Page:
HOUSTON - It's a basic, necessary appliance most people take for granted -- until they don't have one.Ralph and Rosie Villasana of northeast Houston appreciate their new water heater now more than ever after being without one for a year. Until this past Wednesday, in order to bathe, wash dishes, or cook, Rosie would have to boil water.The task was all hers as her husband, an Army veteran who served in the Vietnam era, is largely bedridden because of diabetes.
HOUSTON - Thousands of brides-to-be will not be receiving their dream wedding dresses after learning Thursday of the abrupt, nationwide closing of the Alfred Angelo bridal shop chain.Women and their families were told any wedding dress ordered after May would not be delivered and that no refunds would be given because the chain filed for bankruptcy.That was tough news for all -- including bride-to-be Claudia Mungia.
HOUSTON - After a regular season worthy of MVP consideration -- to a dreadful ending to the postseason -- things just got tougher for Rockets star James Harden's offseason.On Monday, Harden was hit with a lawsuit by Moses Malone Jr. -- son of the late Rockets legend.In the lawsuit, Malone says he was assaulted by four men. Malone says Harden orchestrated the attack. "Innocent until proven guilty, but I would hope James Harden wouldn't do anything like that," says Rockets fan Adam Bob.
Muck Rack makes it simple to find people, tweets, or articles that mention any name, keyword, company, hashtag etc. We've compiled this guide to help you make the most of your search.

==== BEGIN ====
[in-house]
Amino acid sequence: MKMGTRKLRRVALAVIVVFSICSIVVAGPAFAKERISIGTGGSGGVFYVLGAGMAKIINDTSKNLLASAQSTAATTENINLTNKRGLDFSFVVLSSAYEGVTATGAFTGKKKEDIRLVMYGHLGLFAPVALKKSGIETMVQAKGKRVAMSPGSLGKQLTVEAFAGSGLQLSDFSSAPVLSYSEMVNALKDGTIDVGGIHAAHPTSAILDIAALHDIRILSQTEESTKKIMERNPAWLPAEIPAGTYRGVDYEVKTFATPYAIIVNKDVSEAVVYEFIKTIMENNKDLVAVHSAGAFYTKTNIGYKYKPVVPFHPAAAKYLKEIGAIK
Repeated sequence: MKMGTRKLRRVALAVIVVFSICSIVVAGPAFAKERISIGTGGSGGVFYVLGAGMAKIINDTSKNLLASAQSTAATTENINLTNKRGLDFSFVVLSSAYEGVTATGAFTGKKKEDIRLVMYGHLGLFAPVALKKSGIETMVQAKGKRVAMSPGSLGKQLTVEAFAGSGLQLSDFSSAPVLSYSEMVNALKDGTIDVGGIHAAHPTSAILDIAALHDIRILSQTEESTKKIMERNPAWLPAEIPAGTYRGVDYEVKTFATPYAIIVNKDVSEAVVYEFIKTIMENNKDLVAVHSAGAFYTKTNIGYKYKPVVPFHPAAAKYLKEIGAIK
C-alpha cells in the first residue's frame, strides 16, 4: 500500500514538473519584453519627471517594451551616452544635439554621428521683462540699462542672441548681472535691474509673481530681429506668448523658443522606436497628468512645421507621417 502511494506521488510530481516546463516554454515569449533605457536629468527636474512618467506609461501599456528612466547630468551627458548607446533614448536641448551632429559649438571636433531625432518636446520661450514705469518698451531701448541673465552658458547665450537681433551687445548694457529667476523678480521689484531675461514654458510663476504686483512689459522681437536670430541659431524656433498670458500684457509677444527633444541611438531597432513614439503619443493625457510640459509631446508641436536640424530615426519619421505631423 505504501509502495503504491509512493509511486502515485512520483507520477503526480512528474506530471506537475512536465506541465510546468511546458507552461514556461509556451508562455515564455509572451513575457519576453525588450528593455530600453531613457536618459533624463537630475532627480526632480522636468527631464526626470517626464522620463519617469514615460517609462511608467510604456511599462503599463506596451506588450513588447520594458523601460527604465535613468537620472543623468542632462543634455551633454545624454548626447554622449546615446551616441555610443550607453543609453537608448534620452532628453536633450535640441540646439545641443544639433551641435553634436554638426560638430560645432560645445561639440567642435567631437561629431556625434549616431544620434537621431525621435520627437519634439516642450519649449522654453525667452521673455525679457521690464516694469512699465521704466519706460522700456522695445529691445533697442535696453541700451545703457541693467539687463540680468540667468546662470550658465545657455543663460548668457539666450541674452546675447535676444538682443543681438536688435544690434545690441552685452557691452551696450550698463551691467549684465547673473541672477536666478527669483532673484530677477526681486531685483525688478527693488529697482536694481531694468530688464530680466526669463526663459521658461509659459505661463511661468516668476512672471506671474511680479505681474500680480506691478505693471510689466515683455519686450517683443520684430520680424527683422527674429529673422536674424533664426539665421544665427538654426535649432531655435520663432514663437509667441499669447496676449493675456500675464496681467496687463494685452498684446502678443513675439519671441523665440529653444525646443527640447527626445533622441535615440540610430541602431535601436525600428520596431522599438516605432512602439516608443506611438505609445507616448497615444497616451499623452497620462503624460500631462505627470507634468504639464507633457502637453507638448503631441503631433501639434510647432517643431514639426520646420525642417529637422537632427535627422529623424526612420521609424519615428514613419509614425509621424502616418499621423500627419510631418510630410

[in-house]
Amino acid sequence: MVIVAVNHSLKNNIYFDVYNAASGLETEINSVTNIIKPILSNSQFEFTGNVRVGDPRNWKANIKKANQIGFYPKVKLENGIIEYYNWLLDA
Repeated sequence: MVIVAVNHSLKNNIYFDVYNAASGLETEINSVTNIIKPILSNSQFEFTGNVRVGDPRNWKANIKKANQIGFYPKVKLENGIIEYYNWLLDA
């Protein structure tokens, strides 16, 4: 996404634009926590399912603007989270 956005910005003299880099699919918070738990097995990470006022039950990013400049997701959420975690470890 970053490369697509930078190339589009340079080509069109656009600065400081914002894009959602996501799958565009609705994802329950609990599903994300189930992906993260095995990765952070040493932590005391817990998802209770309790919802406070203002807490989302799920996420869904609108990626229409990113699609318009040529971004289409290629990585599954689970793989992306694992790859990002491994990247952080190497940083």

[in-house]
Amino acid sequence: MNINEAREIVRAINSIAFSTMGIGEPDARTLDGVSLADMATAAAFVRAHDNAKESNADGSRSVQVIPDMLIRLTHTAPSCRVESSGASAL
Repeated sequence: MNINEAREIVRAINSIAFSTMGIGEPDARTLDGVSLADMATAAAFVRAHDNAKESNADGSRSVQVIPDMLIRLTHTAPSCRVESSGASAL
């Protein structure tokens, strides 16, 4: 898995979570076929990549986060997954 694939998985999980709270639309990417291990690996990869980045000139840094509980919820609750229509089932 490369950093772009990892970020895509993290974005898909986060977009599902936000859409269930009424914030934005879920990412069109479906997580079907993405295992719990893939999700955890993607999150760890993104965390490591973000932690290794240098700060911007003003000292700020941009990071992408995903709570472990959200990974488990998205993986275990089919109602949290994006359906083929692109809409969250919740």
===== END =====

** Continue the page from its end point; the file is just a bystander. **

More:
Selecting a term
Start searching tweets, articles from media outlets, articles mentioned in tweets, journalists'
names, titles and bios with some suggested searches:
Companies or Topics (e.g. iPhone, Microsoft)
Phrases (e.g. "cloud computing") — use quotes to keep the terms together
Twitter handles (e.g. @username) — returns those who have mentioned or replied to
Names (e.g. "David Pogue")
Hashtags (e.g. #sxsw, #london2012)
Bio details (e.g. vegan, Olympics, father)
Muck Rack's Advanced Search allows for many boolean operators.
Find results that mention multiple specified terms, use AND or
+. For example, ensure each result contains both Elon Musk and Mark Zuckerberg by
searching Obama AND Romney or Obama + Romney.
Use the operators OR or , to broaden your search when you'd like either of
multiple terms to appear in results. (This is the default behavior of our search when no operators
are used.) For example, search for democrat OR republican to find results that refer to
Democrats and/or Republicans.
Use NOT or - to subtract results from your search. For
example, searching Disney will yield results about the Walt Disney Company as well as Walt Disney
World Resort. To exclude mentions of Disney World, search for Disney -World or Disney
When using one of these operators with a phrase, enclose it in quotation marks. For example, you can
find results about smartphones excluding Apple's iPhone 4S by searching smartphone -"iPhone
Exact case matching or punctuation
If you're searching for a brand name or keyword that relies on specific punctuation marks or capitalization, you can
find results that match your exact query by adding matchcase: before the keyword you're searching for, like matchcase:E*TRADE .
Use parentheses to separate multiple
boolean phrases. For example, to find journalists talking about having fun in Disney World or
Disneyland, search for ("disney world" OR disneyland) AND fun.
An asterisk can be used to search for any variation of a root word truncated by the asterisk. For example, searching for admin* will return results for administrator, administration, administer, administered, etc.
A near operator is an AND operator where you can control the distance between the words. You can vary the distance the near operation uses by adding a forward slash and number (between 0-99) such as strawberries NEAR/10 "whipped cream", which means the strawberries must exist within 10 words of "whipped cream".